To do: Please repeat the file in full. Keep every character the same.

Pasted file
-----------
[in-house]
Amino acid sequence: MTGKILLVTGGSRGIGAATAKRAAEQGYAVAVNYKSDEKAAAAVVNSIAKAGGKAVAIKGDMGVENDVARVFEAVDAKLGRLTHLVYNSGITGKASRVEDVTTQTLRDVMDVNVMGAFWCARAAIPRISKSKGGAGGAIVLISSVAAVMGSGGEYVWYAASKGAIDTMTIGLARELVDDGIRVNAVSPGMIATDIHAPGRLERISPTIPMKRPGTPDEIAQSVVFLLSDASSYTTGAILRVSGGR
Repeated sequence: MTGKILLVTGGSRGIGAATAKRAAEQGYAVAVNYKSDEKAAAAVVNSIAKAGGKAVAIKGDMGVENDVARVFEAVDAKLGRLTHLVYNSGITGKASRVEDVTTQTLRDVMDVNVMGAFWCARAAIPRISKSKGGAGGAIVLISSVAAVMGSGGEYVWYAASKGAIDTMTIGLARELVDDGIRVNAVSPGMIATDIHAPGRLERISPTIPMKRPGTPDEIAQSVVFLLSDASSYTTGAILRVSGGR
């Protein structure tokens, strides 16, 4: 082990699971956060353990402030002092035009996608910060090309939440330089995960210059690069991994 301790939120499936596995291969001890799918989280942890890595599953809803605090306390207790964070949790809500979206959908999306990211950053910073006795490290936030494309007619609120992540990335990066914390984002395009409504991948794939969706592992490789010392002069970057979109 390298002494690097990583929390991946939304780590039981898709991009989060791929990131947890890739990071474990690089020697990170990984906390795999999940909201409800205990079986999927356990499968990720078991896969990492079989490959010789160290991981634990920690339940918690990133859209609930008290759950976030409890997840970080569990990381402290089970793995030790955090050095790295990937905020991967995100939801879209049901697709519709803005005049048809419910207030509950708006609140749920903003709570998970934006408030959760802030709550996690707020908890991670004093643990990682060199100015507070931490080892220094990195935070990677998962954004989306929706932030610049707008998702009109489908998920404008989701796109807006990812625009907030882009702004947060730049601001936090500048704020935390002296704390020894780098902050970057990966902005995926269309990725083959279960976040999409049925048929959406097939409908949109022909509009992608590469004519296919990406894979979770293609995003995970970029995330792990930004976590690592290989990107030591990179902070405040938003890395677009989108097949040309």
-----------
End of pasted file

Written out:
[in-house]
Amino acid sequence: MTGKILLVTGGSRGIGAATAKRAAEQGYAVAVNYKSDEKAAAAVVNSIAKAGGKAVAIKGDMGVENDVARVFEAVDAKLGRLTHLVYNSGITGKASRVEDVTTQTLRDVMDVNVMGAFWCARAAIPRISKSKGGAGGAIVLISSVAAVMGSGGEYVWYAASKGAIDTMTIGLARELVDDGIRVNAVSPGMIATDIHAPGRLERISPTIPMKRPGTPDEIAQSVVFLLSDASSYTTGAILRVSGGR
Repeated sequence: MTGKILLVTGGSRGIGAATAKRAAEQGYAVAVNYKSDEKAAAAVVNSIAKAGGKAVAIKGDMGVENDVARVFEAVDAKLGRLTHLVYNSGITGKASRVEDVTTQTLRDVMDVNVMGAFWCARAAIPRISKSKGGAGGAIVLISSVAAVMGSGGEYVWYAASKGAIDTMTIGLARELVDDGIRVNAVSPGMIATDIHAPGRLERISPTIPMKRPGTPDEIAQSVVFLLSDASSYTTGAILRVSGGR
């Protein structure tokens, strides 16, 4: 082990699971956060353990402030002092035009996608910060090309939440330089995960210059690069991994 301790939120499936596995291969001890799918989280942890890595599953809803605090306390207790964070949790809500979206959908999306990211950053910073006795490290936030494309007619609120992540990335990066914390984002395009409504991948794939969706592992490789010392002069970057979109 390298002494690097990583929390991946939304780590039981898709991009989060791929990131947890890739990071474990690089020697990170990984906390795999999940909201409800205990079986999927356990499968990720078991896969990492079989490959010789160290991981634990920690339940918690990133859209609930008290759950976030409890997840970080569990990381402290089970793995030790955090050095790295990937905020991967995100939801879209049901697709519709803005005049048809419910207030509950708006609140749920903003709570998970934006408030959760802030709550996690707020908890991670004093643990990682060199100015507070931490080892220094990195935070990677998962954004989306929706932030610049707008998702009109489908998920404008989701796109807006990812625009907030882009702004947060730049601001936090500048704020935390002296704390020894780098902050970057990966902005995926269309990725083959279960976040999409049925048929959406097939409908949109022909509009992608590469004519296919990406894979979770293609995003995970970029995330792990930004976590690592290989990107030591990179902070405040938003890395677009989108097949040309």